On the occasion of 30 years of Convention of the Rights of the Child
Parliamentarians from Bhutan will attend the third annual South Asian Parliamentarian Platform for Children (SAPPC) in Colombo to discuss how to ensure rights for all children.
Parliament of Sri Lanka together with the United Nations Children’s Fund (UNICEF) is hosting parliamentarians from across South Asia to celebrate the 30-year anniversary of the Convention of the Rights of the Child.
A press release from UNICEF Bhutan sates that the parliamentarians will take the situation of children in the region and discusses key challenges towards realisation of all rights of all children to ensure further progress.
The platform is expected to make new commitments to push the national agendas for the realisation of child rights by the parliaments.
Regional Director for UNICEF South Asia, Jean Gough said that the convention helped the transformation of children’s lives for the better and has also ensured that governments have favorable policies, changed laws, and made investments so that more children get the chance to thrive and have a good, protected childhood.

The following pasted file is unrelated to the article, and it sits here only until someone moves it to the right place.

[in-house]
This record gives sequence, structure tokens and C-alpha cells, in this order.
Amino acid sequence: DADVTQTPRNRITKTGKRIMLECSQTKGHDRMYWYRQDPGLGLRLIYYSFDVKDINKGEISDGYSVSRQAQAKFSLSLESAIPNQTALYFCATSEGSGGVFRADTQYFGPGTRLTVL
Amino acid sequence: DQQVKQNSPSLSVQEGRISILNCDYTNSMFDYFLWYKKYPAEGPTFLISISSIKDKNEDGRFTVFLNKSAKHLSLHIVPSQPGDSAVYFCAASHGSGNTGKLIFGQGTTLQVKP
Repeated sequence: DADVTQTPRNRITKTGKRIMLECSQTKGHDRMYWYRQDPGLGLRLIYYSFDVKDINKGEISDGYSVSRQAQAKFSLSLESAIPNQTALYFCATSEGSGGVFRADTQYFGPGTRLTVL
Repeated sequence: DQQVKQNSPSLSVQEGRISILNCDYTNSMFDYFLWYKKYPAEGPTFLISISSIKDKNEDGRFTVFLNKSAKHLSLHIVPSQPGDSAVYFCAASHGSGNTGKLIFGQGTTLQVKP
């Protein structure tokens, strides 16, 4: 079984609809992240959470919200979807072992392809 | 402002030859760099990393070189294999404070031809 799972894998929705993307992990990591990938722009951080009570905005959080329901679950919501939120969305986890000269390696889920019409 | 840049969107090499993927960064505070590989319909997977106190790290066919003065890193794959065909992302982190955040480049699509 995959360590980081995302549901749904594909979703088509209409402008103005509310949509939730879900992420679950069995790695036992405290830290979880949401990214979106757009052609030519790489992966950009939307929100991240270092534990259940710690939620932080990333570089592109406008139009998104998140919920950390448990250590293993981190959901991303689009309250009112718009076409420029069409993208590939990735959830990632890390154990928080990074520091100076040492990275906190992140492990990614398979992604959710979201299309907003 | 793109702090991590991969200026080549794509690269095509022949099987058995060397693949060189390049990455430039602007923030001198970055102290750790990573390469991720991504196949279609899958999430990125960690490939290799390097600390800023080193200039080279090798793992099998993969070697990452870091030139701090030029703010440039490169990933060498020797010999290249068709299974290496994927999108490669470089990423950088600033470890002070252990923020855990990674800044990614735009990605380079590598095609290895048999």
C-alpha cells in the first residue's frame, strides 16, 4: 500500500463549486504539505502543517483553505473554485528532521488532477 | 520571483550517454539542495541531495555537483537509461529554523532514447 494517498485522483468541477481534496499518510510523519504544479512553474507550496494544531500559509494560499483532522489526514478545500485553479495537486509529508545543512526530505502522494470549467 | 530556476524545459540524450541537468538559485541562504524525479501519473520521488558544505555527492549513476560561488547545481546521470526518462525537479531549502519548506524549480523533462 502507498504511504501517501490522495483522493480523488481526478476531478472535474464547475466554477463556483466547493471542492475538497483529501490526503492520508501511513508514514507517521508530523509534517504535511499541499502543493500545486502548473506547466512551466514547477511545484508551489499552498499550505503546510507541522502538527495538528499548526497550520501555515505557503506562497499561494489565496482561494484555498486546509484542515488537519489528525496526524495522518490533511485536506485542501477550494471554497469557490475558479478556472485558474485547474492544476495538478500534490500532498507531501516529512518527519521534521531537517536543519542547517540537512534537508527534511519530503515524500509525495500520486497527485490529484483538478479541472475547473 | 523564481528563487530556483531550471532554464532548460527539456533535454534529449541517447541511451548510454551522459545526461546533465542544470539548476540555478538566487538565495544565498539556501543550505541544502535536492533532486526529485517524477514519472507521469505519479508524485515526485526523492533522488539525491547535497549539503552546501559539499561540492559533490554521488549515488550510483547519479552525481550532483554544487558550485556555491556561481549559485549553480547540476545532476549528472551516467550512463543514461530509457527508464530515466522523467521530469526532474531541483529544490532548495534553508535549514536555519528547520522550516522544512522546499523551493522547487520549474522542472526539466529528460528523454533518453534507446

However, he said that the convention was still not fully implemented everywhere, and millions of children continue to suffer violations of their rights when they are denied adequate healthcare, nutrition, education and protection from violence.
The head of Bhutan’s delegation, Samdrup R Wangchuk (PhD), who is a member of the National Assembly’s Women, Children and Youth Committee, said, although Bhutan has made impressive progress in the well being of the children, challenges still remain.
He said that the reach of Early Childhood and Care and Development was still low and even lower for children with special needs. “As parliamentarians, we are responsible for framing laws and policies that ensure the rights of our children. Investment in our children is an investment for the future.”
The press release states that the Convention on the Rights of the Child was most widely ratified human rights treaty, “Thirty years on, child rights have not changed, but childhood for about 627 million South Asian children has changed with the coming of the internet, the effects of climate change, rapid urbanisation and other emerging issues.”
“We see new threats for children, but also many new opportunities for children to realise their rights. That is why we are content to be working with parliamentarians from all over South Asia to ensure that we speed up positive actions for children to ensure a healthy and educated young generation across the region,” he said.
The two-day event will begin today.